"Around 1900, though, some rural Americans — specifically those who, at the time, were typically outside the coverage area of a telephone company — found a way to use the phone without going though Ma Bell. They simply used the wires around them — the barbed wire fences, that is. […] A phone without the underlying infrastructure or the switchboard operator isn’t all that useful, though – until someone realized that the barbed wire fences could carry a phone signal just fine. The system was free — there weren’t even long-distance charges — and made for an easy way to alert others (who were often not very close by) of emergencies or to request help. It also allowed for typically isolated families to be part of a larger community – one account talks about how people would commiserate when bad news came back from the war front during World War II, or how children would celebrate when news came over the wires that snow led to a school cancellation. And of course, the novelty of the device and its promise of inter-connectivity made the phone the center of many households, just like it did for those on Ma Bell’s system."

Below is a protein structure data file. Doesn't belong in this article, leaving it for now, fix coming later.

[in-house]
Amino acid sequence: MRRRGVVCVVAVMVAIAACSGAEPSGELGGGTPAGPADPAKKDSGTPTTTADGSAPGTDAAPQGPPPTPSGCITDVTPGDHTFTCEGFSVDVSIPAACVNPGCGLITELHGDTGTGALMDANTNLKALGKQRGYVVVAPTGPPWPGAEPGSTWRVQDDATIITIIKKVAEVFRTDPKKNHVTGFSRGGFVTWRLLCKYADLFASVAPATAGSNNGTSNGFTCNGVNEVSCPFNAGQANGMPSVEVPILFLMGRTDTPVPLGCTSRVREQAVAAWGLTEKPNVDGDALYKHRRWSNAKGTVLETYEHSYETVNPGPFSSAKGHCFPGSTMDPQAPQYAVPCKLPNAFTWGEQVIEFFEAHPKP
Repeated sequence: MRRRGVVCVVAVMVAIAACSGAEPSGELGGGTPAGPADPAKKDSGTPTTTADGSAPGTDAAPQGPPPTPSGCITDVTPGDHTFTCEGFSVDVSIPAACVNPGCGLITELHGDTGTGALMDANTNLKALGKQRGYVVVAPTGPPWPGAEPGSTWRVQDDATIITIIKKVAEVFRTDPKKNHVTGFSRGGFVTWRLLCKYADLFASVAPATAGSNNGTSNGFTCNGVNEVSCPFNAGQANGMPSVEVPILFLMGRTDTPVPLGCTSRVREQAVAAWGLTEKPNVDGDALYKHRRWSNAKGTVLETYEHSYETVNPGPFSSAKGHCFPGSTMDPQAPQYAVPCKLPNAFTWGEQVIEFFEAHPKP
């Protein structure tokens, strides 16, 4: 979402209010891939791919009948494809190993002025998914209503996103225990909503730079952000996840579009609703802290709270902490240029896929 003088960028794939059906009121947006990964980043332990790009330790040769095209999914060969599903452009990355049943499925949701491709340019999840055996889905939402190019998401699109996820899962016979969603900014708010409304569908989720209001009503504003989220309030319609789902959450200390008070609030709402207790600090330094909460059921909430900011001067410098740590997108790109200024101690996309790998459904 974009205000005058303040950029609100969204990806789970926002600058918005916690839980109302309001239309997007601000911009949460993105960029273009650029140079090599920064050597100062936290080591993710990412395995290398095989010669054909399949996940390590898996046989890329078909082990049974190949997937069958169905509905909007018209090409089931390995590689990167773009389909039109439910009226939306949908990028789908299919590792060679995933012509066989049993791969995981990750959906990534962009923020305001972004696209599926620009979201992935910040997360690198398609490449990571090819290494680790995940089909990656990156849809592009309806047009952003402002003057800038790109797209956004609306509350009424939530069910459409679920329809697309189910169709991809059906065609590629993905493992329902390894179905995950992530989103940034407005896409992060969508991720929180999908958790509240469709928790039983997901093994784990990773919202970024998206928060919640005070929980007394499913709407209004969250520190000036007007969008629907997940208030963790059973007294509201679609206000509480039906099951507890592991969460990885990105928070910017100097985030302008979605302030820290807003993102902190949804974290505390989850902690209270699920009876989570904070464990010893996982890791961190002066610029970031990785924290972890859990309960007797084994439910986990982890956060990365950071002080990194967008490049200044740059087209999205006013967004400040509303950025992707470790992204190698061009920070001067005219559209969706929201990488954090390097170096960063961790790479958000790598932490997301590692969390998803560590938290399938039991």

Now I Know – Barbed Bells
23 January 2014